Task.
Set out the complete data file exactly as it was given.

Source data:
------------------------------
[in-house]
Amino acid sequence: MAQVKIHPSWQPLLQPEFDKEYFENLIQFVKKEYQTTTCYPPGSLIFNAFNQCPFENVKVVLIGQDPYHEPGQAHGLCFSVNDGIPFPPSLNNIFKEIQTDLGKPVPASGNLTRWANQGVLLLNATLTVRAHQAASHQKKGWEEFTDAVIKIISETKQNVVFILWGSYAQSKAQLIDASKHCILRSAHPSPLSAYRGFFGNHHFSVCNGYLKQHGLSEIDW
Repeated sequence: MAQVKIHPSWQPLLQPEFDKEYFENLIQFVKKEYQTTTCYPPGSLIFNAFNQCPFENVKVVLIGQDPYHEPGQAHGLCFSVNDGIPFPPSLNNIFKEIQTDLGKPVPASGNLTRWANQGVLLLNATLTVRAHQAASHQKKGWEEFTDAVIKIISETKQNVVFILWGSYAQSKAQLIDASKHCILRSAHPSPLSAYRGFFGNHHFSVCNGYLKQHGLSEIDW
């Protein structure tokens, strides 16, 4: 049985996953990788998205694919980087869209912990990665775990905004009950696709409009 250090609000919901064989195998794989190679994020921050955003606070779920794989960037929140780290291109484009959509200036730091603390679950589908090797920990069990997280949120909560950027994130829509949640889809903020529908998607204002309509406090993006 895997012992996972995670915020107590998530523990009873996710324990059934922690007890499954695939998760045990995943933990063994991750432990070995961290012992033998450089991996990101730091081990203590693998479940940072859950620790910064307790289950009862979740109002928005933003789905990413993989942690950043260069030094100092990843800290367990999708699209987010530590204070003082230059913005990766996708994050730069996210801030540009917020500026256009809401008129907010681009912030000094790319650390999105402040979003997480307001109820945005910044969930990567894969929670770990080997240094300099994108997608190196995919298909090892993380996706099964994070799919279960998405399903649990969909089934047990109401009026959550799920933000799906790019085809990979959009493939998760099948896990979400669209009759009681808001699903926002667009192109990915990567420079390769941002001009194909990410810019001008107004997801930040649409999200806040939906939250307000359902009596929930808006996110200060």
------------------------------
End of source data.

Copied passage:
[in-house]
Amino acid sequence: MAQVKIHPSWQPLLQPEFDKEYFENLIQFVKKEYQTTTCYPPGSLIFNAFNQCPFENVKVVLIGQDPYHEPGQAHGLCFSVNDGIPFPPSLNNIFKEIQTDLGKPVPASGNLTRWANQGVLLLNATLTVRAHQAASHQKKGWEEFTDAVIKIISETKQNVVFILWGSYAQSKAQLIDASKHCILRSAHPSPLSAYRGFFGNHHFSVCNGYLKQHGLSEIDW
Repeated sequence: MAQVKIHPSWQPLLQPEFDKEYFENLIQFVKKEYQTTTCYPPGSLIFNAFNQCPFENVKVVLIGQDPYHEPGQAHGLCFSVNDGIPFPPSLNNIFKEIQTDLGKPVPASGNLTRWANQGVLLLNATLTVRAHQAASHQKKGWEEFTDAVIKIISETKQNVVFILWGSYAQSKAQLIDASKHCILRSAHPSPLSAYRGFFGNHHFSVCNGYLKQHGLSEIDW
């Protein structure tokens, strides 16, 4: 049985996953990788998205694919980087869209912990990665775990905004009950696709409009 250090609000919901064989195998794989190679994020921050955003606070779920794989960037929140780290291109484009959509200036730091603390679950589908090797920990069990997280949120909560950027994130829509949640889809903020529908998607204002309509406090993006 895997012992996972995670915020107590998530523990009873996710324990059934922690007890499954695939998760045990995943933990063994991750432990070995961290012992033998450089991996990101730091081990203590693998479940940072859950620790910064307790289950009862979740109002928005933003789905990413993989942690950043260069030094100092990843800290367990999708699209987010530590204070003082230059913005990766996708994050730069996210801030540009917020500026256009809401008129907010681009912030000094790319650390999105402040979003997480307001109820945005910044969930990567894969929670770990080997240094300099994108997608190196995919298909090892993380996706099964994070799919279960998405399903649990969909089934047990109401009026959550799920933000799906790019085809990979959009493939998760099948896990979400669209009759009681808001699903926002667009192109990915990567420079390769941002001009194909990410810019001008107004997801930040649409999200806040939906939250307000359902009596929930808006996110200060």